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Residents oppose project funds

At a hearing, many inform a state agency that they do not want bonds issued for affordable apartments.

By JEFFREY S. SOLOCHEK, Times Staff Writer
© St. Petersburg Times
published June 25, 2002

BROOKSVILLE -- Hundreds of Spring Hill residents opposed to the pending rise of affordable apartments near their homes vented concerns before someone new Monday -- someone with the power to stop the projects' funding in itstracks.

Tom Lang, outside counsel for the Florida Housing Finance Corp., collected statements at the Hernando County Fairgrounds for more than four hours to help Gov. Jeb Bush decide whether to issue tax-exempt bonds for the Spring Haven and Barclay Forge apartments.

"I don't make any decisions. I'm just a conduit of the information," Lang said.

Bush, on the other hand, has the federal authority to approve or deny the bonds that would pay for the developments at the Seven Hills and Silverthorn subdivisions. Though he cannot rezone the property, Lang said, Bush has few other guidelines to follow in his deliberations.

Generally, he said, the governor seeks to balance community desires, property rights and project necessity in determining whether he will allow the state to use tax-exempt financing for a project. Lang expected to make his report to Bush by late July, with the governor's decision to come after the Florida Housing Finance Corp. rates the projects.

County commissioners, meanwhile, will consider whether to continue their support of the complexes.

During their meeting today, commissioners will vote on a commitment letter for $660,050 in local State Housing Initiative Partnership funds for the Spring Haven Apartments. The board approved the loan earlier this year, but developer Richman Group of Florida requested changes.

County lawyers have advised that commissioners have the discretion to issue the loan, which would back a second mortgage. Housing director Donnie Singer has warned, though, that the developer could challenge a change of direction, because little seems to have changed since January except the rising heat of public discontent.

Still, Commissioner Chris Kingsley suggested that approval is not automatic.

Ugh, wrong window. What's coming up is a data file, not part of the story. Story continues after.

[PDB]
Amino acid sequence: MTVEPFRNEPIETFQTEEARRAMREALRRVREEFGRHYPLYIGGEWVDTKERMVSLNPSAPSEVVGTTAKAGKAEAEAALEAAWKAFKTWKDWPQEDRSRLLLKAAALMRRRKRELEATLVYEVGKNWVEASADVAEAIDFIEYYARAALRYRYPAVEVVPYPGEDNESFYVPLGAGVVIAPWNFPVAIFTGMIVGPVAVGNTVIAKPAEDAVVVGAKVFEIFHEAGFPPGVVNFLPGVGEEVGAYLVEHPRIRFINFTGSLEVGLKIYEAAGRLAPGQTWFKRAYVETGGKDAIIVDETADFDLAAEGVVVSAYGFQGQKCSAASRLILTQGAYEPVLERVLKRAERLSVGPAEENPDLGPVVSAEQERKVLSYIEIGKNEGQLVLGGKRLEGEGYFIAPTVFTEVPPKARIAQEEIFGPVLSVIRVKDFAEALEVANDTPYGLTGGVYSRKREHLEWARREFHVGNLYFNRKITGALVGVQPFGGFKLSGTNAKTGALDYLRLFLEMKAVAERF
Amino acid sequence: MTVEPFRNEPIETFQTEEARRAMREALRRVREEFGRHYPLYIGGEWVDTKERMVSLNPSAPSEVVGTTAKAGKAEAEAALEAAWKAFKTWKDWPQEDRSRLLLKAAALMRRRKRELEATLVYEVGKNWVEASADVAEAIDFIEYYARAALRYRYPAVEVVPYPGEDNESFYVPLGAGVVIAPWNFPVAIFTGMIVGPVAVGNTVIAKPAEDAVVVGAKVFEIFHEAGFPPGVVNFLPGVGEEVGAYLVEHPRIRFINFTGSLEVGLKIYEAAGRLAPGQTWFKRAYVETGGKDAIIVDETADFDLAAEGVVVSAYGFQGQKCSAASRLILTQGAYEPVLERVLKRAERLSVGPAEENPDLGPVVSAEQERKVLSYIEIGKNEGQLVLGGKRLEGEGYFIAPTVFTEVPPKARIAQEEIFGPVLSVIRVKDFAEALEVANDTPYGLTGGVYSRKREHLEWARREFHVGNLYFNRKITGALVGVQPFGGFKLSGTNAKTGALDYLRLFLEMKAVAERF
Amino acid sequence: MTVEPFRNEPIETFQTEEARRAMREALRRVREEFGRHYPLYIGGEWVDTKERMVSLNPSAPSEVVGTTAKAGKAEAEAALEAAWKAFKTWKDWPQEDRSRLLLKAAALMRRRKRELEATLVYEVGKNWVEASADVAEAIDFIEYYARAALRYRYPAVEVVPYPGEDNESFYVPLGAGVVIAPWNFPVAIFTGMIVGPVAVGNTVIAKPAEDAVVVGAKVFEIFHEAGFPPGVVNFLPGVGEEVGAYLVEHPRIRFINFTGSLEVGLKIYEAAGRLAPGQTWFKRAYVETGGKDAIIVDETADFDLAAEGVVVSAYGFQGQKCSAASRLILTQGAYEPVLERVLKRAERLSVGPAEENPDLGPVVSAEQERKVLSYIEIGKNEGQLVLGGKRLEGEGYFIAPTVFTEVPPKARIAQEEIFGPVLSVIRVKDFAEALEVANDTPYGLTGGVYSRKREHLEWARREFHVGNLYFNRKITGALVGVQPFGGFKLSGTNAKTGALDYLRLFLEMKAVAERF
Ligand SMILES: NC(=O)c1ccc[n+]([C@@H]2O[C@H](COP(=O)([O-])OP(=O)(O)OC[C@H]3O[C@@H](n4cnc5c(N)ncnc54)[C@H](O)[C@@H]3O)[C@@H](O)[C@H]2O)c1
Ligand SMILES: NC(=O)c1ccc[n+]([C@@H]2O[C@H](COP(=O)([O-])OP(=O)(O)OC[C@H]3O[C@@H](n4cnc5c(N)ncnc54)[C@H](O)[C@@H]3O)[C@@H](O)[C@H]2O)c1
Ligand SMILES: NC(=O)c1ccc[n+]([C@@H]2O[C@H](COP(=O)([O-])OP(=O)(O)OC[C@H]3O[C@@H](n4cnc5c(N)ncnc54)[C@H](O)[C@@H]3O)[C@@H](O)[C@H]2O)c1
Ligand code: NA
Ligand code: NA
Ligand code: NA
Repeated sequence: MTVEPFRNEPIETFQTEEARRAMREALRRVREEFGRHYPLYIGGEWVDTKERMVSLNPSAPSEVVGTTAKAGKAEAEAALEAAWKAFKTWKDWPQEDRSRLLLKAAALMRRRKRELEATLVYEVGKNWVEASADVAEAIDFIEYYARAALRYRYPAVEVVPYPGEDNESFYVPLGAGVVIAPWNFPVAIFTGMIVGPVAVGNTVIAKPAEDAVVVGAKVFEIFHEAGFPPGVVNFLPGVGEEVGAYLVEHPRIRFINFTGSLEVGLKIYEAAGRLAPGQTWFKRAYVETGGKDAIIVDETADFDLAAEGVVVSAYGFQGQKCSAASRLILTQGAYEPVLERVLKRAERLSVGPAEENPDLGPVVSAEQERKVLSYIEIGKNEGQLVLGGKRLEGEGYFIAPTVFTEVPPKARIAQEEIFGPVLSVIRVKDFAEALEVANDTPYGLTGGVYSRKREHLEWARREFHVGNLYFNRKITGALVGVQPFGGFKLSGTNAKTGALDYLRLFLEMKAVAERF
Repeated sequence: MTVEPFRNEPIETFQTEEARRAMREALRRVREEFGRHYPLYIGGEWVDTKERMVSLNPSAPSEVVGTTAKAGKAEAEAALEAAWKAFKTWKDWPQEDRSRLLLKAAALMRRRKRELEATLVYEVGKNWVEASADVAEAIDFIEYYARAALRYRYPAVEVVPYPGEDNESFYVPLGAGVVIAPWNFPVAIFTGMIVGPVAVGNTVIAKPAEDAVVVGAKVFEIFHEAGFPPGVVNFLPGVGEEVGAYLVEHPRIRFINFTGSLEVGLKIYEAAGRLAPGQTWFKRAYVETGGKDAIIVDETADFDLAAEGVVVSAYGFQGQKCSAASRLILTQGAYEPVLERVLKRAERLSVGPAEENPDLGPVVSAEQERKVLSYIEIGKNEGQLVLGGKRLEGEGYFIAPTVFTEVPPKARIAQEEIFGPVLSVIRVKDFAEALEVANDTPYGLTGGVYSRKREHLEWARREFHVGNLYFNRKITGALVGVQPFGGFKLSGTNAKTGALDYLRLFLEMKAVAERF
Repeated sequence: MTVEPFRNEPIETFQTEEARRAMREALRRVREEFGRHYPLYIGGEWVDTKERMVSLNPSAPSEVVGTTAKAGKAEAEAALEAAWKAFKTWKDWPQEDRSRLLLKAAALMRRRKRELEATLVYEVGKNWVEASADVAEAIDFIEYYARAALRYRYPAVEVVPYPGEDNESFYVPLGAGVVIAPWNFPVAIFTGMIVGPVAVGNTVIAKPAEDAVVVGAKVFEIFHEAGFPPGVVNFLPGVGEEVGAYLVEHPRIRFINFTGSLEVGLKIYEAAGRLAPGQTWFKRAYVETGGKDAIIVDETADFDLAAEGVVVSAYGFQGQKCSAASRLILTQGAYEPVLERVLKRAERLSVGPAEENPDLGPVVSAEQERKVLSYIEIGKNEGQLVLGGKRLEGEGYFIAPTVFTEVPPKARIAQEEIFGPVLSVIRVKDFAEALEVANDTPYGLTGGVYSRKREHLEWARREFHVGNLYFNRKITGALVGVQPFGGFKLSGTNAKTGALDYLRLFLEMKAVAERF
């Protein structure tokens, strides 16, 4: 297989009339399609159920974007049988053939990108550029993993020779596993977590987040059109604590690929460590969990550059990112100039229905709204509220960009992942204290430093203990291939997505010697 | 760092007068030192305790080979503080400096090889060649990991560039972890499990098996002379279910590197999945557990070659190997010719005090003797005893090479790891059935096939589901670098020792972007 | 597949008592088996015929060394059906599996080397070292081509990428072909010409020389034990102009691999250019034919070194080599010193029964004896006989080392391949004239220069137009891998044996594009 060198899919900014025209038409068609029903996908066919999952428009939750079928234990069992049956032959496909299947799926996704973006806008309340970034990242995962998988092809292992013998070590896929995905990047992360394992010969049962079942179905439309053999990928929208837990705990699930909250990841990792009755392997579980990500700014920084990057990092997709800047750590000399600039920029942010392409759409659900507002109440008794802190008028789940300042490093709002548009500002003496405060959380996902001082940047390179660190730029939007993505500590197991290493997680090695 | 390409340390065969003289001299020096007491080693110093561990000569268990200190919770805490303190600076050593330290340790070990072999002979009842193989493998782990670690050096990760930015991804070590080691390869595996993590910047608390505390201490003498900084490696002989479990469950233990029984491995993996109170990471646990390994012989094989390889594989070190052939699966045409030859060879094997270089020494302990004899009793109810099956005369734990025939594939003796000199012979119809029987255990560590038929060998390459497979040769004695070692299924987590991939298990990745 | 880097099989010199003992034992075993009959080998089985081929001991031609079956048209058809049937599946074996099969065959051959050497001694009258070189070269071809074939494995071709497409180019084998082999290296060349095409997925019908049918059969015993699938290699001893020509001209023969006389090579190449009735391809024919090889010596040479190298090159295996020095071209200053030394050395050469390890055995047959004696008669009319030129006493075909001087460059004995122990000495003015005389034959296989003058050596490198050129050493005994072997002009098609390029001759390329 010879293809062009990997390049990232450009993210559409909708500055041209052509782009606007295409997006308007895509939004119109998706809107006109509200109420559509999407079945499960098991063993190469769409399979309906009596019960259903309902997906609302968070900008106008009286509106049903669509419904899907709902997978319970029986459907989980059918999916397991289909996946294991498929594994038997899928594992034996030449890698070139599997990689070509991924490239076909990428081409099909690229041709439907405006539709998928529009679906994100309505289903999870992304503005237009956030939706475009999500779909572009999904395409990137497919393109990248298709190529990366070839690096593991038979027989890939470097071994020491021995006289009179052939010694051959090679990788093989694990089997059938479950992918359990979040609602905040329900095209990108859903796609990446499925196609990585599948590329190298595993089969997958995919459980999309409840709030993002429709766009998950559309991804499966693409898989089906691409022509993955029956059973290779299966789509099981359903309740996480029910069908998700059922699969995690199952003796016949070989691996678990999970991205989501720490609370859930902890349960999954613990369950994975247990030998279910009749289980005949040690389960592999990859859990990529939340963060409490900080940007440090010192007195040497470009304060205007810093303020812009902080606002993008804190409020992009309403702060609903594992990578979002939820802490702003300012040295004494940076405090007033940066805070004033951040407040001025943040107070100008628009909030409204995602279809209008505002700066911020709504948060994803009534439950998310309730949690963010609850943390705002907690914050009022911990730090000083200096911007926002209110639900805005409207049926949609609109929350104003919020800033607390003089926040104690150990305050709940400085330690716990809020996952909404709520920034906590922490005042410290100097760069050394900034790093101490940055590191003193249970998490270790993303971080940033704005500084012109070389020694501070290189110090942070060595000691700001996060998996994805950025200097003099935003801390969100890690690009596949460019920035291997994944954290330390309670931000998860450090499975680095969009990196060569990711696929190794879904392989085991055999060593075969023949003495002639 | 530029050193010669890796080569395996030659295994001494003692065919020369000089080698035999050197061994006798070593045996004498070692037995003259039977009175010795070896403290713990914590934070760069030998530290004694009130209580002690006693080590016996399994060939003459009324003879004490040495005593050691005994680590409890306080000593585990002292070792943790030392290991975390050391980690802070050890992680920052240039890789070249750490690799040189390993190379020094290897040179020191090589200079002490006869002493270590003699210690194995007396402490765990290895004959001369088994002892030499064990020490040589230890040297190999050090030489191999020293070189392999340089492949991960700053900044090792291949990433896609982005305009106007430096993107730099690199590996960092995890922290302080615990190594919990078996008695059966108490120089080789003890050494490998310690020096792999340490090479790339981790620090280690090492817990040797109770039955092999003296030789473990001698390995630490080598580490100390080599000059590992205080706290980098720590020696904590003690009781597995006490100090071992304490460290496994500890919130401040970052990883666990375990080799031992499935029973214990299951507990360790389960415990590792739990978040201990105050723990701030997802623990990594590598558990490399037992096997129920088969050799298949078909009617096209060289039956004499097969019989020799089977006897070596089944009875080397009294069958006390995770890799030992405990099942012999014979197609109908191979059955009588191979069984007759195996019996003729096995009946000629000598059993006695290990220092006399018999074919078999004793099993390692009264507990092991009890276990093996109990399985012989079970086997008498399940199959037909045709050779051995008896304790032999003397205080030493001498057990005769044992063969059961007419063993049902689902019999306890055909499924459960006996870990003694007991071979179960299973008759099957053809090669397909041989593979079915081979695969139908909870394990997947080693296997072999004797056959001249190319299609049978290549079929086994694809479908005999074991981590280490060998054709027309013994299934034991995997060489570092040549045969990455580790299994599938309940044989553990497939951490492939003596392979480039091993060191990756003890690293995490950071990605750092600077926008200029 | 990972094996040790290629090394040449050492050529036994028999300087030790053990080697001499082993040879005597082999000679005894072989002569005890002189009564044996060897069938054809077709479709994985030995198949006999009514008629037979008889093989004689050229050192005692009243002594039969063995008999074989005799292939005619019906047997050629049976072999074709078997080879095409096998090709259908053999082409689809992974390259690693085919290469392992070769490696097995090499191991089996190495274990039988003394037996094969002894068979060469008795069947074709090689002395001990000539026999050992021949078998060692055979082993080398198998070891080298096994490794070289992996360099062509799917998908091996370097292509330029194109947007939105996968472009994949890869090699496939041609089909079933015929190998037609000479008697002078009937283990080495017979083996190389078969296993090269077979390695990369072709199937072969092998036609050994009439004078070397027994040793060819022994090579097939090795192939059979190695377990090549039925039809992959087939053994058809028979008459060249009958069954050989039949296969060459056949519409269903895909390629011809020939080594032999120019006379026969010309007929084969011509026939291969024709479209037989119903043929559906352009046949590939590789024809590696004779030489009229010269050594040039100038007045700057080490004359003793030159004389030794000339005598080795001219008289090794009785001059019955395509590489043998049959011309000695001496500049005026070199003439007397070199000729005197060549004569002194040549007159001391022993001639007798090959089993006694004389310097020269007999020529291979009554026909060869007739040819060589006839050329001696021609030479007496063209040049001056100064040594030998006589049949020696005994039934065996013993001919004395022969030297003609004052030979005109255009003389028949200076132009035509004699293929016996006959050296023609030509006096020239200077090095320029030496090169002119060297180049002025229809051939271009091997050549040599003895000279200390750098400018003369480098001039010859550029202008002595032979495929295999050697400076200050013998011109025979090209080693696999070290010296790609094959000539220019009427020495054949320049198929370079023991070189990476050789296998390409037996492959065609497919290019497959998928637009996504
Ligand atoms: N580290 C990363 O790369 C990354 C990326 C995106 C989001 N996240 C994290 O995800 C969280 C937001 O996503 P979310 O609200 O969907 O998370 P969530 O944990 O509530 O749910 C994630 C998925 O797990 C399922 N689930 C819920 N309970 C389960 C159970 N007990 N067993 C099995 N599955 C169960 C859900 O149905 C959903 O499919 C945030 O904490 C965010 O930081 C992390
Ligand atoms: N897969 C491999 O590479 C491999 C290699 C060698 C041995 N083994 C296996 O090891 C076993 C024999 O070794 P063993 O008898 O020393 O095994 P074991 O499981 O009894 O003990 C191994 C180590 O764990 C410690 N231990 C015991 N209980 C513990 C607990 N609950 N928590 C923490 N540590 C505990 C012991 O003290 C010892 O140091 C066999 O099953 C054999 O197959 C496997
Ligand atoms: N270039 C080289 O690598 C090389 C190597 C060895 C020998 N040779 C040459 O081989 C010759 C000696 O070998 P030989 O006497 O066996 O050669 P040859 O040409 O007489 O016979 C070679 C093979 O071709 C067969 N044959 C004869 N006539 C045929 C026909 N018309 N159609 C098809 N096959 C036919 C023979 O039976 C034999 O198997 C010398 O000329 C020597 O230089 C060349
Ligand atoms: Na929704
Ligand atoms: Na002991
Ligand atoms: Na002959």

"Considering we're finding out -- that we don't have the infrastructure needs yet -- there is the possibility that this could be denied," Kingsley said.

Commissioner Diane Rowden agreed, but others on the board said they would withhold judgment until today's meeting, after they hear staff reports.

Also today, commissioners might look at a resolution opposing the state bonds that so many residents spoke against Monday. Four of five commissioners said they had no idea why county lawyers had drafted the resolution, and that they were not familiar enough with it to have formed an opinion.

Chairwoman Nancy Robinson could not be reached.

Many residents made it clear, through written and spoken comments, that they did not want the governor to issue the bonds if they go before him for approval.

The reasons for their opposition ranged from the moral to the financial, with the phrase "deny the bonds" often expressed.

Jan Hoffmeister of Silverthorn aired the concern, shared by many, that affordable apartments would devalue existing homes.

"You can call it affordable housing -- you can call it whatever you want. It's all the same," she said. "It's still a project."

Reginald Bender of Seven Hills, retired from the New York City public housing department, shared that fear.

"I know what it can do," he said. "I have seen it destroy many communities."

Grace Conger, vice president of the Silverthorn Homeowners Association, suggested that the apartments' impact on traffic, water and schools would present a burden. Theodore Romer, also of Silverthorn, contended the need for additional apartments was nil.

He reviewed a list of "constantly advertised" apartments, and said the county has enough apartments renting at low cost already.

"I'm asking Gov. Bush, don't risk using public funds on a project that might not be necessary," Romer said. "It's a decision that cannot be taken back."

Bill Whitted of Seven Hills talked about working hard all his life for what he has, and said he now enjoys a nice home and lifestyle.

"It's just morally wrong to put low-cost housing in an area where most of the people did the same thing," he said.

Only the developers had any positive words for the projects. In a letter, the Richman Group also had some negative thoughts about the opponents, saying the controversy was created by "not-in-my-backyard" attitudes "solely because it is affordable."

State Sen. Ginny Brown Waite, R-Brooksville, called for the public hearings so Bush would get the full flavor of these views, noting he weighs such sentiment "very seriously."

She blamed county commissioners for allowing the developments to get so far, saying the commission over the years approved the rezonings, supported the financing and told residents nothing could be done to stop the apartments.

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